4.3.2 Receivers

The receivers designed for Solar Two had “5.1-m diameter by 6.2-m high 32 25-mm diameter tubes in each of 24 panels” and an overall “43-megawatt thermal rating with 800-sun peak-flux capability.” [9] The amount of energy available at BCM is too much for the current receiver technology to handle and would most likely melt whatever material was put at the focal point.  To solve this problem multiple receivers could be used, or the focus could be spread over a larger area receiver. Receivers with higher peak flux capacities are in development. [11]

The ideal receiver would absorb all of the solar radiation and transfer all of the thermal energy to the working fluid.  Re-radiation represents a significant loss of energy.  Directing the solar radiation to a receiver on the ground opens up many different design possibilities.  The weight of the receiver is no longer an issue, nor is the size.  The solar energy can be spread and maintained at an optimal transfer temperature.  Novel receiver designs are currently being developed at Northeastern University.

A hybrid system of air and molten salt might be the best choice.  Both air and molten salt piping are incorporated in the main receiver.  During the day, the super heated air is used to operate the PPT while the molten salt is stored in tanks in the mine below.  At night, the molten salt and geothermal air is used to operate the PPT.                                         
 

4.3.3 Steam Generator and Condenser

Heat from the molten salt is transferred to water to create the steam that drives the turbines.  Solar Two used a steam generator with a “Separate preheater, evaporator, and superheater vessels” which had a “35.5-megawatt thermal rating at 100 bar and 538ƒC.” [12] The rejected heat from the steam generator is used to heat the Pneumatic Tubes.  It may be possible to use the Pneumatic tubes as condensers, reducing the cost of the PPT solar power block significantly.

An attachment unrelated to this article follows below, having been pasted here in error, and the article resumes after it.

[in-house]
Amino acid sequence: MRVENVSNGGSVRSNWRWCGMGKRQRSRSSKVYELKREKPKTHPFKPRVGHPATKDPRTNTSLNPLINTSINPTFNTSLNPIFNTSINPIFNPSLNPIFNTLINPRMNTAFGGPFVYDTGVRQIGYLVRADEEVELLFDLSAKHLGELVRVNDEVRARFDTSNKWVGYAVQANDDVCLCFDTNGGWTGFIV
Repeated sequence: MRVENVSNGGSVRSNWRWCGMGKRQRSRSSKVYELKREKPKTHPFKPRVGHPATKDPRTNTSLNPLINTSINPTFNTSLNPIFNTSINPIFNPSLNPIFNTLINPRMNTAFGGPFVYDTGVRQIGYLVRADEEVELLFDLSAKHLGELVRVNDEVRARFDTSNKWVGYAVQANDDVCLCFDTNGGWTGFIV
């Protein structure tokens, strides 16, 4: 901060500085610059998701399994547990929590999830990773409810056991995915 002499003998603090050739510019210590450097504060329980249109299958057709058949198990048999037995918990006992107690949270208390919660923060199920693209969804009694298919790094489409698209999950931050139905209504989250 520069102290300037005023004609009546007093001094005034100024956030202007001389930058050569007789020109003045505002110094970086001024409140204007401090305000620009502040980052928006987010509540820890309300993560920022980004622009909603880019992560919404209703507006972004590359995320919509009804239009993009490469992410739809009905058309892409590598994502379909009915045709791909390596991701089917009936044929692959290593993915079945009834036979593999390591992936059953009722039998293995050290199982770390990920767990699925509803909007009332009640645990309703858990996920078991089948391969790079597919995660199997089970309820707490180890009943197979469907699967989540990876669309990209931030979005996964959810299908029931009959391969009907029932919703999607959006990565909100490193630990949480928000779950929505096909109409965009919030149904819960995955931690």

4.3.4 Geothermal Air Intakes

 All three mines in this paper plan to continue mining underneath the open-pits after the pits close.  The low-grade temperature difference between the atmosphere and the air below ground can be used shorten the start up time for the tubes in the morning.         

4.3.5 Pneumatic Power Towers

The most significant advantage to building the Pneumatic Power Tower down the side of an open-pit mine is that the tubes are not freestanding.  Supported by the sides of the mine the tubes do not need to be load bearing.  Soft materials with a skeletal support structure could be used to reduce the building costs.  
 
In the Pneumatic version rejected heat from the condenser is vented into the bottom of the tubes.  The hot air rises causing a draft.  It may be possible to use the tubes as a condenser, thereby eliminating the need for a condenser in the Solar Power Tower.  Condensation is bound to happen as warm, moist air comes in contact with the sides of the tube.  Therefore drain outlets are added at the bottom of the tubes.  Perhaps this falling water could produce a small but highly efficient third electricity cycle.

It may be advantageous for PPT systems operating in environments with large seasonal temperature differences to have both Pneumatic and Aero-Electric capabilities for the tubes.  This would utilize the temperature difference between the steam and the open air throughout the year. This also applies to large day-night temperature differences. 

A concern with using steam directly released into the tubes in the bottom-up version is creation of an inversion halfway up the tube as the steam cools and the water condenses.  However, this inversion might be useful as a method of cleaning the water of pollutants, similar to the method for solving Los Angeles’ smog using Aero-Electric Towers suggested by Melvin Prueitt. [13]